Examples of Onomatopoeia
Read this Words Aloud for Fun
When introducing onomatopoeia it is a great time to discuss how so many English words ‘sound like’ the sound they are describing.
Students really enjoy making the ‘sounds’ of these words… and often loudly.
Animal Sounds – bark, baa baa, bark, bow-wow, buzz, cheep, chirp, cluck, cuckoo, flutter, gallop, growl, hiss, howl, moo, meow, neigh, oink, purr, quack, quack, roar, squeak, squeal, tweet, woof, yap,
Crowd Sounds – cheer, clap, boo, roar, gasp,
Cooking – sizzle, bubble,
Human Noises – achoo, ahem, belch, chatter, crunch, flick, giggle, hiccup, huh, hum, itch, kiss, mumble, phew, shush, slurp, sniff, snort, tsk, ugh,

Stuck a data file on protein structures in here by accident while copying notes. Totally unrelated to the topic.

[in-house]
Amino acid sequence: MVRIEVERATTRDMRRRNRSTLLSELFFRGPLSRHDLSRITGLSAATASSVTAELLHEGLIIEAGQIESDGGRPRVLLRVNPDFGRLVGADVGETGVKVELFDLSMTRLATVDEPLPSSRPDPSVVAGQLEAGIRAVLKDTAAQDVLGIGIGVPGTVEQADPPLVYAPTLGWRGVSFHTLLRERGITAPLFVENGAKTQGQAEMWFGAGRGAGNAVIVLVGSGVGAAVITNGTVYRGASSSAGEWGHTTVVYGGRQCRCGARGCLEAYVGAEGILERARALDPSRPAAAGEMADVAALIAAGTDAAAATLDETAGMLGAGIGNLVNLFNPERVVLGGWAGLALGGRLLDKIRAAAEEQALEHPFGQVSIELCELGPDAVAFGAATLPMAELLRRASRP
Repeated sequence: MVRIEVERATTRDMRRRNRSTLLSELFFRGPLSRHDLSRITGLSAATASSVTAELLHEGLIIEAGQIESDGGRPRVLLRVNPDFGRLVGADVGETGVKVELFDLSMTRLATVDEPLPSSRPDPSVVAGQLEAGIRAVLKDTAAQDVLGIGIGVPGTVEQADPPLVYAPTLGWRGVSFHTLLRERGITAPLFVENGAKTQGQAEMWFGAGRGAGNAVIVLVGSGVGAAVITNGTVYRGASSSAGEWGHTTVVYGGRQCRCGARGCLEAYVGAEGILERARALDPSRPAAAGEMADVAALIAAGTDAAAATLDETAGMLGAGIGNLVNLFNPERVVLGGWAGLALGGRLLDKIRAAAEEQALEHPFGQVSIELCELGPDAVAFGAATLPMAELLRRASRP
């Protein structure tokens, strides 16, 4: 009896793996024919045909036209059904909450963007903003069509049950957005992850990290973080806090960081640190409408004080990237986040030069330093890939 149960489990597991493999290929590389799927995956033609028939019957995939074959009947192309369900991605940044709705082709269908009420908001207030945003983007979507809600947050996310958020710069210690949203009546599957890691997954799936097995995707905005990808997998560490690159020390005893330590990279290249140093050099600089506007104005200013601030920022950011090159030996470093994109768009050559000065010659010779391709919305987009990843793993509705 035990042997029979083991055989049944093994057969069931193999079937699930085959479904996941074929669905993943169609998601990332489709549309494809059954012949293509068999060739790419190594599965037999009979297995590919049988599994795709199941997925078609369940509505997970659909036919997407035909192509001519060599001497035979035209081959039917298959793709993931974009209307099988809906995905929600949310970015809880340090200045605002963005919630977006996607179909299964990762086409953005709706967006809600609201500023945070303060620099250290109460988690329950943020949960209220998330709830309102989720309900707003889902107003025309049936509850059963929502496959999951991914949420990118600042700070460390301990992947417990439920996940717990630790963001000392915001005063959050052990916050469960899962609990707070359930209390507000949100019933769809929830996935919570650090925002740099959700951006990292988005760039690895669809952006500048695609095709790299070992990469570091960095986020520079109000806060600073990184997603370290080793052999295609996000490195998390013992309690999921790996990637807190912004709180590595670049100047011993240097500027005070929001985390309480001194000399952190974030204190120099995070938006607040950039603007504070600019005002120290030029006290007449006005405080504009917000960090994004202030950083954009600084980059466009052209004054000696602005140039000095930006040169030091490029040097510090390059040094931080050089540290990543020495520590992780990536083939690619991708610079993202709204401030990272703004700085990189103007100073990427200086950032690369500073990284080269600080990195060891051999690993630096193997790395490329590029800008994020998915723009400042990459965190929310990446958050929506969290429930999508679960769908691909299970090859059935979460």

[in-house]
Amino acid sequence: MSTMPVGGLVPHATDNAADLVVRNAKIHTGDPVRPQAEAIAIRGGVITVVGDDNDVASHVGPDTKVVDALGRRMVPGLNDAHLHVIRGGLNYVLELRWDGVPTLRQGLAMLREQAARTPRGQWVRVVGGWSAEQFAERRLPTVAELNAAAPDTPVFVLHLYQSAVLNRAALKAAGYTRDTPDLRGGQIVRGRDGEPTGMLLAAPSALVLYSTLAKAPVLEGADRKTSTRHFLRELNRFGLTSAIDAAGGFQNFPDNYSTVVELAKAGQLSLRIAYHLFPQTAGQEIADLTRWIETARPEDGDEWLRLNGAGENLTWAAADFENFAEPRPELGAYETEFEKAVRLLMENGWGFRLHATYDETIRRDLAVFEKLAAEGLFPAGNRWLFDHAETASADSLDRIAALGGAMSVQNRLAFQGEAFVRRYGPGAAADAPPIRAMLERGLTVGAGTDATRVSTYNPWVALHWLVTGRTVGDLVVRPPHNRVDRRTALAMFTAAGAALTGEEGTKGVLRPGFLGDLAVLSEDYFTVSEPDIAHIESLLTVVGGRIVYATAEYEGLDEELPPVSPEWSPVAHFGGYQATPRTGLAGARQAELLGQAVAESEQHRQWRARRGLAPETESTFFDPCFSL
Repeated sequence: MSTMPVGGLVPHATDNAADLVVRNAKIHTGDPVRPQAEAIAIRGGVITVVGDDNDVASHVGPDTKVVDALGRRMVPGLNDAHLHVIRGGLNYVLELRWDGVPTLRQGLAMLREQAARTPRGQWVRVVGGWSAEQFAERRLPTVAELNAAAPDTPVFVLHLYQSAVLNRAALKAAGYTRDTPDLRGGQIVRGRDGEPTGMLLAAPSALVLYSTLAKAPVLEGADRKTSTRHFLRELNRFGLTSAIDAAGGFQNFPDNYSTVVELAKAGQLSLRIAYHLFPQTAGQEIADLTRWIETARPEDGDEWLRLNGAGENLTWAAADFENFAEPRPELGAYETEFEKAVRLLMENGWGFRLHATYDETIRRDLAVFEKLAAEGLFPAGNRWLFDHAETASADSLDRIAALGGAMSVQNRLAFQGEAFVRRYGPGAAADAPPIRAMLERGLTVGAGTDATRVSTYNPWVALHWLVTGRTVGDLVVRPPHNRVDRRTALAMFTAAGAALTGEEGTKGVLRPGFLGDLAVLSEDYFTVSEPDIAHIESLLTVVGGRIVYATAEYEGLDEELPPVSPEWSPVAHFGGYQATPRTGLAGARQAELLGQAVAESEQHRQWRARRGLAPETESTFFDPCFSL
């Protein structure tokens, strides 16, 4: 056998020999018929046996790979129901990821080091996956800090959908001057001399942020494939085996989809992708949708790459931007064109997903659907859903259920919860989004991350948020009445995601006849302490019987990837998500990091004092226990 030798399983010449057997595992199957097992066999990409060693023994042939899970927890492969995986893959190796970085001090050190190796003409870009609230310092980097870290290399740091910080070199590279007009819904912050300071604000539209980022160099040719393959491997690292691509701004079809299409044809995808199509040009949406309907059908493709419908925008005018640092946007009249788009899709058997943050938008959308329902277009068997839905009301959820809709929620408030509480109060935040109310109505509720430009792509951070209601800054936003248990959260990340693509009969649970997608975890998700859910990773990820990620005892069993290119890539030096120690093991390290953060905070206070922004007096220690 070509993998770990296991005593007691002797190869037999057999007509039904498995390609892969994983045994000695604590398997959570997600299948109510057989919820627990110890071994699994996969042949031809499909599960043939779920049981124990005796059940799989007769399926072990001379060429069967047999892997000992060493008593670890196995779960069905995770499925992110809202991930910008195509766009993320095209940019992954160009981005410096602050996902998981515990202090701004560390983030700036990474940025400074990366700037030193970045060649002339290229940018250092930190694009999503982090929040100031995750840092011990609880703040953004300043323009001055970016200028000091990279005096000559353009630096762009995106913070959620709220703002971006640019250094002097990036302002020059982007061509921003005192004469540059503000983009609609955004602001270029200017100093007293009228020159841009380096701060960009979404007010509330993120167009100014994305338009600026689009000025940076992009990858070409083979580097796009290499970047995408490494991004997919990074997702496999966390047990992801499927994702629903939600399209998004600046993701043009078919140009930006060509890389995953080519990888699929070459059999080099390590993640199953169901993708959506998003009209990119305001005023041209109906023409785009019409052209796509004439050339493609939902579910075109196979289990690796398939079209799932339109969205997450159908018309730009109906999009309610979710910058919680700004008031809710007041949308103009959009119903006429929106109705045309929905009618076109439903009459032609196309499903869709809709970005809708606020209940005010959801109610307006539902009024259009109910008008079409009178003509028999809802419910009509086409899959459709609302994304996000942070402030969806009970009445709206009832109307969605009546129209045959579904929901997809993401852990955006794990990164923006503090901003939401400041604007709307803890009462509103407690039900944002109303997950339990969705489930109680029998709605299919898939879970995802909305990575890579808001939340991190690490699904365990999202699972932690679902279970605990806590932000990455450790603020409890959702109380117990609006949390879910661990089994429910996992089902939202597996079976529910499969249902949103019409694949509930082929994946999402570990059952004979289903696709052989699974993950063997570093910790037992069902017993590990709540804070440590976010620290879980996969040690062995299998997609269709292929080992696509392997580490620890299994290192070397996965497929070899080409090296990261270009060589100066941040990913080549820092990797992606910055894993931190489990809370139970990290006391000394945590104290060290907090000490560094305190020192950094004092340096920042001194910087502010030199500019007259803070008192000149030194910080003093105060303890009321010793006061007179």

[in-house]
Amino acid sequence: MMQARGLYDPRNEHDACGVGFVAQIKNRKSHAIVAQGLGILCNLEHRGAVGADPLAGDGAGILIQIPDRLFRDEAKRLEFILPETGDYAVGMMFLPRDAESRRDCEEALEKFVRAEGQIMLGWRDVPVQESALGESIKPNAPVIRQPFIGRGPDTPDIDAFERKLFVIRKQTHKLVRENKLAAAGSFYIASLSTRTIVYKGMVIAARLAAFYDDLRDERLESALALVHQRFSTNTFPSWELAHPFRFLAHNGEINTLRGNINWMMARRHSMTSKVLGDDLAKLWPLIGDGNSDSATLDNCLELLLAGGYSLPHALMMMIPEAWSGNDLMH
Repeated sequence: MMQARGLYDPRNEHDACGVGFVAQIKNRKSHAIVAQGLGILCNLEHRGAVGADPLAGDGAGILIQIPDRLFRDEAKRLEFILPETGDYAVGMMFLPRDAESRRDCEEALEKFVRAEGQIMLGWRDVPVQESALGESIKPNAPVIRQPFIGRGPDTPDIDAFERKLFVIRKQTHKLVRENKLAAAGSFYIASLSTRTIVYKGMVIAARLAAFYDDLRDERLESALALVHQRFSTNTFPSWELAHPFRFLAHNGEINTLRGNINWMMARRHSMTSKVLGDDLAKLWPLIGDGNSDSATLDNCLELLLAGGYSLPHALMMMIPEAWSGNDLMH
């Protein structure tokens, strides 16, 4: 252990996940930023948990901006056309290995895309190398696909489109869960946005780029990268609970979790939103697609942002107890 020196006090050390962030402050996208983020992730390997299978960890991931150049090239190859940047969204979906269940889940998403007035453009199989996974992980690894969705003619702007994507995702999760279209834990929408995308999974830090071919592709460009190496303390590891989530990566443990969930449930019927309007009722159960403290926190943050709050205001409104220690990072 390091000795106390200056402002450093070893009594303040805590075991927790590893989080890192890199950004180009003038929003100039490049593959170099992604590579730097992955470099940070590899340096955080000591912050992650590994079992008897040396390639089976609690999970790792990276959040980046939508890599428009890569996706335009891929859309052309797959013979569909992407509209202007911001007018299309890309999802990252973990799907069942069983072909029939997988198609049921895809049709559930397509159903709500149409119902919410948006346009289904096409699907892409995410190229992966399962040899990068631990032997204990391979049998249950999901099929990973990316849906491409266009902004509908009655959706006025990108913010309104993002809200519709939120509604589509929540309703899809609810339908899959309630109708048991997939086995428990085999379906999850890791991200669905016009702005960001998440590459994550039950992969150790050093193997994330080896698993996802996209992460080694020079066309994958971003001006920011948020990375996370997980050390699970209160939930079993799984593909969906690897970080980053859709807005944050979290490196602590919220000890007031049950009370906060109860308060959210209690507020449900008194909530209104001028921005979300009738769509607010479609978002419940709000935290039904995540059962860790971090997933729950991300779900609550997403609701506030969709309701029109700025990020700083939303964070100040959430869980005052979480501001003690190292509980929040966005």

Loud – bam, bang, bash, boom, clang, ding dong, hack, pop, smack, vroom, whack, wham, whizz, zoom,
Mechanical – honk, beep-beep, beep, boing, boink, bonk, clatter, cock a doodle do, click, clack, clunk, ding, fizz, flush, honk, ping, snip, ratchet, ticktock, twang, zap, zing, zip,
Nature Sounds – crackle, drip, flutter, gurgle, rumble, rustle, splash, squish, swoosh, whoosh,
Noises I Hate – screeeeeeeech,
Quiet Sounds – whisper, tinkle, shhh
Research and discuss other words ‘sound like they are written’.